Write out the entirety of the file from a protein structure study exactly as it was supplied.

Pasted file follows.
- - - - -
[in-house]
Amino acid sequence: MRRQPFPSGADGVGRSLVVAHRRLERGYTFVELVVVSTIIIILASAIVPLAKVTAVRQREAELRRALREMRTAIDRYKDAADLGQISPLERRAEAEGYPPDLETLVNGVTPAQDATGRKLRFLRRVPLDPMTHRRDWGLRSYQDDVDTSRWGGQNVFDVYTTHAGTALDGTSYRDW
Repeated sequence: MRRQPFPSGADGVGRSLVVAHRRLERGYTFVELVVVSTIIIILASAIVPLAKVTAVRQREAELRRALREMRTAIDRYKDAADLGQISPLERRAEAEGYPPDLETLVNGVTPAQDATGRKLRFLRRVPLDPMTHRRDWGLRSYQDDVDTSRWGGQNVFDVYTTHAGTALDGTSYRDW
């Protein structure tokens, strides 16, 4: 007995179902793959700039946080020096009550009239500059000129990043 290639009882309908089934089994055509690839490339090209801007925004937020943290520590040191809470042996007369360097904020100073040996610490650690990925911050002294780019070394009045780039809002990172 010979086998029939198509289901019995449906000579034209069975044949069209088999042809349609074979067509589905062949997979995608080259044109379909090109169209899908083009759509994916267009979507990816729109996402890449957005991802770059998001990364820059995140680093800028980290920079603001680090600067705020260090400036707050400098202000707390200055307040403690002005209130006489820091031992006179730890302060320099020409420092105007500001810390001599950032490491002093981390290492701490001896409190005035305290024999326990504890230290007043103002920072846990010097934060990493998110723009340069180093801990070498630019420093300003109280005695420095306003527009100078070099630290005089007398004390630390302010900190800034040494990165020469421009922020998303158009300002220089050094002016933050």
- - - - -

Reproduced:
[in-house]
Amino acid sequence: MRRQPFPSGADGVGRSLVVAHRRLERGYTFVELVVVSTIIIILASAIVPLAKVTAVRQREAELRRALREMRTAIDRYKDAADLGQISPLERRAEAEGYPPDLETLVNGVTPAQDATGRKLRFLRRVPLDPMTHRRDWGLRSYQDDVDTSRWGGQNVFDVYTTHAGTALDGTSYRDW
Repeated sequence: MRRQPFPSGADGVGRSLVVAHRRLERGYTFVELVVVSTIIIILASAIVPLAKVTAVRQREAELRRALREMRTAIDRYKDAADLGQISPLERRAEAEGYPPDLETLVNGVTPAQDATGRKLRFLRRVPLDPMTHRRDWGLRSYQDDVDTSRWGGQNVFDVYTTHAGTALDGTSYRDW
């Protein structure tokens, strides 16, 4: 007995179902793959700039946080020096009550009239500059000129990043 290639009882309908089934089994055509690839490339090209801007925004937020943290520590040191809470042996007369360097904020100073040996610490650690990925911050002294780019070394009045780039809002990172 010979086998029939198509289901019995449906000579034209069975044949069209088999042809349609074979067509589905062949997979995608080259044109379909090109169209899908083009759509994916267009979507990816729109996402890449957005991802770059998001990364820059995140680093800028980290920079603001680090600067705020260090400036707050400098202000707390200055307040403690002005209130006489820091031992006179730890302060320099020409420092105007500001810390001599950032490491002093981390290492701490001896409190005035305290024999326990504890230290007043103002920072846990010097934060990493998110723009340069180093801990070498630019420093300003109280005695420095306003527009100078070099630290005089007398004390630390302010900190800034040494990165020469421009922020998303158009300002220089050094002016933050």